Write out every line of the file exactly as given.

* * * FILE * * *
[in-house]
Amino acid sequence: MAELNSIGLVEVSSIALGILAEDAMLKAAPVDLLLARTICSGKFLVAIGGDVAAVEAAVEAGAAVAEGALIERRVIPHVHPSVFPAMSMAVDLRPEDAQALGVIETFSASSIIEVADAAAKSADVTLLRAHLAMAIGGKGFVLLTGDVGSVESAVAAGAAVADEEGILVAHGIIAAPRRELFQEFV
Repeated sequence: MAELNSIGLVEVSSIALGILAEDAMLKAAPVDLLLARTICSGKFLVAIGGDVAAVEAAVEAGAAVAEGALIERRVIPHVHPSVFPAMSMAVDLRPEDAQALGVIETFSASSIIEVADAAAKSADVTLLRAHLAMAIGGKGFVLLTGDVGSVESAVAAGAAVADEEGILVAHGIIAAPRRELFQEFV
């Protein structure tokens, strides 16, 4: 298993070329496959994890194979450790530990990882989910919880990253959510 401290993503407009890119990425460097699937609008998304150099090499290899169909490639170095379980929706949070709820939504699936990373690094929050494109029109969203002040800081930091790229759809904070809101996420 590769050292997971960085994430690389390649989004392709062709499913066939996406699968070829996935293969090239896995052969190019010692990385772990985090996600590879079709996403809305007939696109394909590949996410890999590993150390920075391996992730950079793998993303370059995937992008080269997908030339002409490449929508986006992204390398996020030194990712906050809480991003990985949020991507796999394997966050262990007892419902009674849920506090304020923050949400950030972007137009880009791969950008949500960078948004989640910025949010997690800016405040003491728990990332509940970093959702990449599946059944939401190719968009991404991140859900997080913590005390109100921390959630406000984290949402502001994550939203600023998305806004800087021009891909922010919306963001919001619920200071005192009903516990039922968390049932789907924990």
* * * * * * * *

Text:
[in-house]
Amino acid sequence: MAELNSIGLVEVSSIALGILAEDAMLKAAPVDLLLARTICSGKFLVAIGGDVAAVEAAVEAGAAVAEGALIERRVIPHVHPSVFPAMSMAVDLRPEDAQALGVIETFSASSIIEVADAAAKSADVTLLRAHLAMAIGGKGFVLLTGDVGSVESAVAAGAAVADEEGILVAHGIIAAPRRELFQEFV
Repeated sequence: MAELNSIGLVEVSSIALGILAEDAMLKAAPVDLLLARTICSGKFLVAIGGDVAAVEAAVEAGAAVAEGALIERRVIPHVHPSVFPAMSMAVDLRPEDAQALGVIETFSASSIIEVADAAAKSADVTLLRAHLAMAIGGKGFVLLTGDVGSVESAVAAGAAVADEEGILVAHGIIAAPRRELFQEFV
């Protein structure tokens, strides 16, 4: 298993070329496959994890194979450790530990990882989910919880990253959510 401290993503407009890119990425460097699937609008998304150099090499290899169909490639170095379980929706949070709820939504699936990373690094929050494109029109969203002040800081930091790229759809904070809101996420 590769050292997971960085994430690389390649989004392709062709499913066939996406699968070829996935293969090239896995052969190019010692990385772990985090996600590879079709996403809305007939696109394909590949996410890999590993150390920075391996992730950079793998993303370059995937992008080269997908030339002409490449929508986006992204390398996020030194990712906050809480991003990985949020991507796999394997966050262990007892419902009674849920506090304020923050949400950030972007137009880009791969950008949500960078948004989640910025949010997690800016405040003491728990990332509940970093959702990449599946059944939401190719968009991404991140859900997080913590005390109100921390959630406000984290949402502001994550939203600023998305806004800087021009891909922010919306963001919001619920200071005192009903516990039922968390049932789907924990």